Imagine that you’re an admissions officer at a high ranking design school, responsible for choosing the most creative minds for the programs that your school offers. How do you reckon you’re going to judge a student’s creativity without getting to know them in person?
Most colleges and universities have an elaborate admissions process that allows them to assess students holistically. This typically includes academic transcripts, resume, aptitude tests, language proficiency tests, college essays, personal statements and a portfolio.
The portfolio is where you get an opportunity to tell a story about yourself, present your ideas, reveal your expressions and present your creativity. For art and design students looking to pursue undergrad studies abroad, the portfolio could hold upto 50-60% weightage in the overall admissions process. Needless to say, a strong portfolio is capable of swinging an offer in your favour and below are a few recommendations for how to achieve that.
Be reflective, be honest
In a sense, your portfolio is a representation of who you are, where you’re from, what concerns you, how you approach life and its challenges and why you do what you do. This requires you to reflect on yourself and turn your thoughts into ideas and ideas into projects. And if you are honest about these thoughts, there’s a high chance that you’re producing some high quality ideas.
Draw, draw and draw
Drawing is perhaps the most fundamental and probably even the most useful skill to have. Draw from life, practice observation drawing, draws from memory, draw with experimental techniques and draw to visualise. In doing so, you will not only cover a portfolio requirement of including observational drawing but also develop an essential skill capable of enhancing your creativity.
Work on your skills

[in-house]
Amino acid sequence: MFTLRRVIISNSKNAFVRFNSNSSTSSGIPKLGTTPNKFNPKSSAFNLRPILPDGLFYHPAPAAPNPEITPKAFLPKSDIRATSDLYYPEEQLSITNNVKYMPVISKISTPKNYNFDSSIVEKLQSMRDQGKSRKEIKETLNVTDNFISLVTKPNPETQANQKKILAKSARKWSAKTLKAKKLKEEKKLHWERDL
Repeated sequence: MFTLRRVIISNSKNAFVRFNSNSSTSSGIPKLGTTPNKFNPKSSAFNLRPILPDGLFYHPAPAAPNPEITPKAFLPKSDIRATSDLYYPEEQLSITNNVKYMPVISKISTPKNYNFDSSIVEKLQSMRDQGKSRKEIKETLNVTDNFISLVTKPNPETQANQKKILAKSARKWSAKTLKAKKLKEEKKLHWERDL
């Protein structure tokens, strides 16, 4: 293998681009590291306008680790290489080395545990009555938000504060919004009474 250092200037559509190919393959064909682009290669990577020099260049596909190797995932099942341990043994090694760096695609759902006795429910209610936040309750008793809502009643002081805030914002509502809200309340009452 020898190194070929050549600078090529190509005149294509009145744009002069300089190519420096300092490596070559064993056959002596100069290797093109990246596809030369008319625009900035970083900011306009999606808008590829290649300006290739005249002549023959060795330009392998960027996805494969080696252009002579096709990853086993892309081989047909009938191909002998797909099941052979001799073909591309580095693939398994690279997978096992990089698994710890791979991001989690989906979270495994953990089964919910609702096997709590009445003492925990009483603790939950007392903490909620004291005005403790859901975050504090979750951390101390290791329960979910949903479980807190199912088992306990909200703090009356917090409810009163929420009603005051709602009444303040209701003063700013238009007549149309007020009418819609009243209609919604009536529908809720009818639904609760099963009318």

Explore and experiment with as much as you can in the whole gamut of art and design concepts, materials and techniques. Do this not only from the perspective of developing skills, but also for sampling new things and identifying what you enjoy and what you don’t. Rest assured, your portfolio will automatically reflect on your abilities and your potential.
Being original is one of the hardest things to achieve in the creative fields. But it is not impossible. Get into the habit of ideation as soon as you can and you’re certain to survive the long haul. There are several tools available online that aid in ideating for projects. Use these tools to work on quantity over quality. We’re often taught the opposite but hear this - quantity allows you to empty your mind and at the same time increase the probability of a fantastic idea through a filtration process. This exercise will not only aid your creative process but also provide you with a range of things you can do for your portfolio.
Engage in research
Another exercise that facilitates your ability to be original is research. Engage in both primary and secondary forms of research to delve deep into any topic you are working on. Chances are that your research will lead you to a eureka moment which will eventually lead you to a great project outcome. Imagine how thorough your portfolio could be if you practiced this for even 50% of your projects.
Develop your own creative process
In design, your process begins with identifying a problem, defining it, researching on it, ideating on solutions, prototyping solutions and executing the most appropriate solution. In art, your process is similar, except the problem is a topic of choice and the solution is a potential aesthetic outcome. The challenge for you is to understand the basics of this process and gradually move towards developing your own. Several colleges, especially in the UK, value the process more than the final outcome. And your process will come through naturally in your portfolio if you actively work towards it.
Tell a story through your presentation
The way your present can make or break your chances. Regardless of your chosen field of study, learn the basics of graphic design for presentation and ensure that you design your portfolio in a manner that is aesthetic, easy to comprehend and effective in its purpose. Structure your portfolio almost as if you are narrating a story about yourself, your life or your experiences. This may not always be possible, but grab the opportunity when you get a chance.
I’ve been mentoring students in preparing their portfolios for the last 6 years and it is still one of the most exciting things I do at work. The flexibility and the freedom it offers in terms of exploring subjects, experimenting techniques, studying concepts and developing ideas is immense and perhaps the most valuable attribute in a student’s learning journey. Approach your portfolio not from the perspective of fulfilling a college requirement, but nurturing your own creativity and I assure you, getting college offers would be the least of your worries.
The author is the Co-Founder, and Director at Uno Lona Academy